In Surprise Move, Court Accepts Suit Against Amnesty Law

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On Friday, September 20, the Constitutional Chamber of the Salvadoran Supreme Court accepted a suit against the country’s 20-year old Amnesty Law. The Chamber’s move marks another important step in a series of recent challenges to the controversial law, but could conceal ulterior motives tied to the country's upcoming presidential elections The case was brought by the leaders of the Jesuit Central American University’s Human Rights Institute (IDHUCA), the progressive legal NGO FESPAD (Foundation for the Study of the Application of the Law), and the feminist NGO Cemujer, among others. It charges that the law conflicts with the country's constitutional mandate to uphold international treaties, such as the American Convention on Human Rights, over domestic law. The suit further asserts that the Amnesty Law violates the constitutionally guaranteed right to life and challenges the legality of law's ratification by the Legislative Assembly in 1993. In a 2000 ruling, the Chamber upheld the Amnesty Law, but bucking the judicial trend of resolute defense of the Law the magistrates empowered individual judges to decide its applicability, saying that the Law could not prevent the prosecution of major human rights violations. The Chamber also ruled that no current government could bestow amnesty upon itself, and thus all crimes committed during the 1989-1994 administration of ARENA President Alfredo Cristiani were except from the Law. Nevertheless, the 2000 Supreme Court ruling has not been enacted for a single case to date, and the social movement and Farabundo Martí National Liberation Front (FMLN) party's demands to repeal the Amnesty Law and bring war criminals to justice continued. Finally, a December 2012 ruling by the Inter-American Commission on Human Rights (IACHR) prompted the Attorney General’s office to announce just a few weeks ago the opening of an investigation into the 1981 El Mozote massacre.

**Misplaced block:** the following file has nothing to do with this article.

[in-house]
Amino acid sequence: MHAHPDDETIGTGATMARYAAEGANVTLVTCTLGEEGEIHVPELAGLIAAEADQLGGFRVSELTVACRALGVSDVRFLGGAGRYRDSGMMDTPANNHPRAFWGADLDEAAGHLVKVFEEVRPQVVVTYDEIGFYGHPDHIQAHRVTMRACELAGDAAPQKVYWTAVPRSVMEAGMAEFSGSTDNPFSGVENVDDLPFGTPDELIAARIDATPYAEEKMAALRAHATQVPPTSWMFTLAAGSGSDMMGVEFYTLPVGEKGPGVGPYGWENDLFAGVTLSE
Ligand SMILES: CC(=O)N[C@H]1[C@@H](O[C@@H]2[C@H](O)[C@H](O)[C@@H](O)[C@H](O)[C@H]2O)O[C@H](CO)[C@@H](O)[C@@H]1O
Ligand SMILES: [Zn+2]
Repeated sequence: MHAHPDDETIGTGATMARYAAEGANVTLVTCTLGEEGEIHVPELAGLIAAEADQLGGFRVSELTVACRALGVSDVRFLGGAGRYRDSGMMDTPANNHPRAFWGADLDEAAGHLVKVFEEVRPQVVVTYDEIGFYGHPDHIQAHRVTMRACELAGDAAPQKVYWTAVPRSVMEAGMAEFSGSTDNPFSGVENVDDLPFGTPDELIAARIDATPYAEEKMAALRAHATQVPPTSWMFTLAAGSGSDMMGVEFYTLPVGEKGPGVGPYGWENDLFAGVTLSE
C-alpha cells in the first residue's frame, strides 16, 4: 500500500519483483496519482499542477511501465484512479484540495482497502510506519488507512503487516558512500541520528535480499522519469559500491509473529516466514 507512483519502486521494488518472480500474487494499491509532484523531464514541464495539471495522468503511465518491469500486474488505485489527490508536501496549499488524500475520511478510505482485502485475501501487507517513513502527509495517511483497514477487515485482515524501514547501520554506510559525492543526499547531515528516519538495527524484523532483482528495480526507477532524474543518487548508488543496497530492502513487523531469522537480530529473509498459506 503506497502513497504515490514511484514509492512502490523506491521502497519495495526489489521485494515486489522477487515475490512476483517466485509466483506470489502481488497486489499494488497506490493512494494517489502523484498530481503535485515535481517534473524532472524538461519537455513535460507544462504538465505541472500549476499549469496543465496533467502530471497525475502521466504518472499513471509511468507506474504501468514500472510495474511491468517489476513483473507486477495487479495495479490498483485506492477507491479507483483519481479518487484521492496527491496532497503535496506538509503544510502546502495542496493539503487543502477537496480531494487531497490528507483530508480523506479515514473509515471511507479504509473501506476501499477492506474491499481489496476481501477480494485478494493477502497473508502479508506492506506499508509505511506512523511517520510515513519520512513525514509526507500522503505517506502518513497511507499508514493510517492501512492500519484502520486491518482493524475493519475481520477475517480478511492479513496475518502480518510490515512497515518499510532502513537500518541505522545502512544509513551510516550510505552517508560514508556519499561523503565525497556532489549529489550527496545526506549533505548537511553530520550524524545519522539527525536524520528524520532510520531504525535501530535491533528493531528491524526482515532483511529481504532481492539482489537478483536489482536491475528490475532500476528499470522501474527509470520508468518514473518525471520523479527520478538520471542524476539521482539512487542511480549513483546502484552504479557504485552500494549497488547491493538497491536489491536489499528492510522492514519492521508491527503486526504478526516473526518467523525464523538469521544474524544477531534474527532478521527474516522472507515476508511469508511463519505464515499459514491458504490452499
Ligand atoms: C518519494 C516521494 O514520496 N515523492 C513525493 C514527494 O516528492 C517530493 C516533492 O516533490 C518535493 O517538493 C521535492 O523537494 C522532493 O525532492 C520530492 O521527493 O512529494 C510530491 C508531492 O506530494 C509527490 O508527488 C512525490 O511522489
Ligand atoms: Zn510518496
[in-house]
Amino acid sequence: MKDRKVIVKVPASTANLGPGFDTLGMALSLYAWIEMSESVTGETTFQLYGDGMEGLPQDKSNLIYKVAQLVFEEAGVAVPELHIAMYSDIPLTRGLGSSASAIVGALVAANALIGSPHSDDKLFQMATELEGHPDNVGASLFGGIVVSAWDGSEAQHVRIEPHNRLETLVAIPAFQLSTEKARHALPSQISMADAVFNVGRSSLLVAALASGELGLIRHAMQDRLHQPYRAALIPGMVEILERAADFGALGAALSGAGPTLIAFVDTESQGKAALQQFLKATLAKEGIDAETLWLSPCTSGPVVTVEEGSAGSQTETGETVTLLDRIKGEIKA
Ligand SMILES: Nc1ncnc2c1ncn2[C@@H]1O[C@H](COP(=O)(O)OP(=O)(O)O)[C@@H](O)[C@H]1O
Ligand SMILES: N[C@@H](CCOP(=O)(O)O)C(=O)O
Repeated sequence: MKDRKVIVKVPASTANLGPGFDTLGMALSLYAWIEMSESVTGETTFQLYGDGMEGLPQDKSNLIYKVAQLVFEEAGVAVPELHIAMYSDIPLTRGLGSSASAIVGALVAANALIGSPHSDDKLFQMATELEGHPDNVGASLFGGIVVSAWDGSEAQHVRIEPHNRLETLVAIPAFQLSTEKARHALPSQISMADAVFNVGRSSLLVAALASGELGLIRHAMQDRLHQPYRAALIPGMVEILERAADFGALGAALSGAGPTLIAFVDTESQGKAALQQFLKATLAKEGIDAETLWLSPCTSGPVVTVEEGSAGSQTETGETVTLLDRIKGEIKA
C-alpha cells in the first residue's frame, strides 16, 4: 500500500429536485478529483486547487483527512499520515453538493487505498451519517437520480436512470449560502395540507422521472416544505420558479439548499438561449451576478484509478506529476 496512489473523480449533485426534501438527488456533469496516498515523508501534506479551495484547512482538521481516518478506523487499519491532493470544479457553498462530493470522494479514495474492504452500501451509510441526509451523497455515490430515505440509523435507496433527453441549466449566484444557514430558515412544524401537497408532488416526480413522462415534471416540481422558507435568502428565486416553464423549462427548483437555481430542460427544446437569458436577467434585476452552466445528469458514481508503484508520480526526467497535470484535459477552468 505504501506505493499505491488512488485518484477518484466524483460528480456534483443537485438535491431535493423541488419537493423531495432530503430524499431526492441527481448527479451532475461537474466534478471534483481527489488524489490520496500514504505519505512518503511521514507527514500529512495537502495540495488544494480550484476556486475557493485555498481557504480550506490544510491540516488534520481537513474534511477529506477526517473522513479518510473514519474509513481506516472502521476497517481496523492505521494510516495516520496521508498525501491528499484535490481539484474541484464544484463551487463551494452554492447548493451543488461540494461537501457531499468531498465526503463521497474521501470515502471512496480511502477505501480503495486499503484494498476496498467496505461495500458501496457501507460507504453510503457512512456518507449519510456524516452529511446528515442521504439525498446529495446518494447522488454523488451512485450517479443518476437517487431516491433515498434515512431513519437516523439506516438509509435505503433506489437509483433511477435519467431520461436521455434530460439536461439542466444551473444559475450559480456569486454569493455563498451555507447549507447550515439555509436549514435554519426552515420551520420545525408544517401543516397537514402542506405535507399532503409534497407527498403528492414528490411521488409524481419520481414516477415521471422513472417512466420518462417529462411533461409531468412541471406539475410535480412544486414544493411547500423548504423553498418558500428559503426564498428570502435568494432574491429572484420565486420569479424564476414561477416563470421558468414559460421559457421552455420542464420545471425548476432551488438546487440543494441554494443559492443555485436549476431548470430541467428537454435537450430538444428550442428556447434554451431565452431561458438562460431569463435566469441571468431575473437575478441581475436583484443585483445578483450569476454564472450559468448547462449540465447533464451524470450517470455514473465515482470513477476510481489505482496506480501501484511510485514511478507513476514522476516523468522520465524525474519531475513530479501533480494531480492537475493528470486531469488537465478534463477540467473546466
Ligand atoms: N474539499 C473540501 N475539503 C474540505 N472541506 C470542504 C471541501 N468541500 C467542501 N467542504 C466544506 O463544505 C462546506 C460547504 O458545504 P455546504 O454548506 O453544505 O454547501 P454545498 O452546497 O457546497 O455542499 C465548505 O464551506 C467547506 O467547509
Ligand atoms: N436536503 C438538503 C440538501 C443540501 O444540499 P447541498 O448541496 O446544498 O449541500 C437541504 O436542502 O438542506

Supreme Court of El Salvador photo: policymic.com The Constitutional Chamber is notoriously loyal to ARENA
photo: policymic.com
While a repeal of the Amnesty Law would mark an unequivocal victory for justice in El Salvador more than 30 years in the making, the electoral timing of the decision raises major questions concerning the magistrates' agenda. The Chamber is notoriously loyal to the ARENA party – an allegiance most recently demonstrated in an electoral ruling – and ARENA has fought tooth and nail to maintain the Law for decades. As major corruption scandals surround Quijano and Saca – the right wing presidential hopefuls of ARENA and UNITY, respectively — the Salvadoran elite and their allies are desperate to damage the reputation of the FMLN candidate in the public eye. With the 2014 elections on the horizon, concerns remain that the right wing will use debate around the Law to attack FMLN presidential candidate Salvador Sánchez Cerén with unfounded claims from his past as an FMLN commander and combatant during the civil war.

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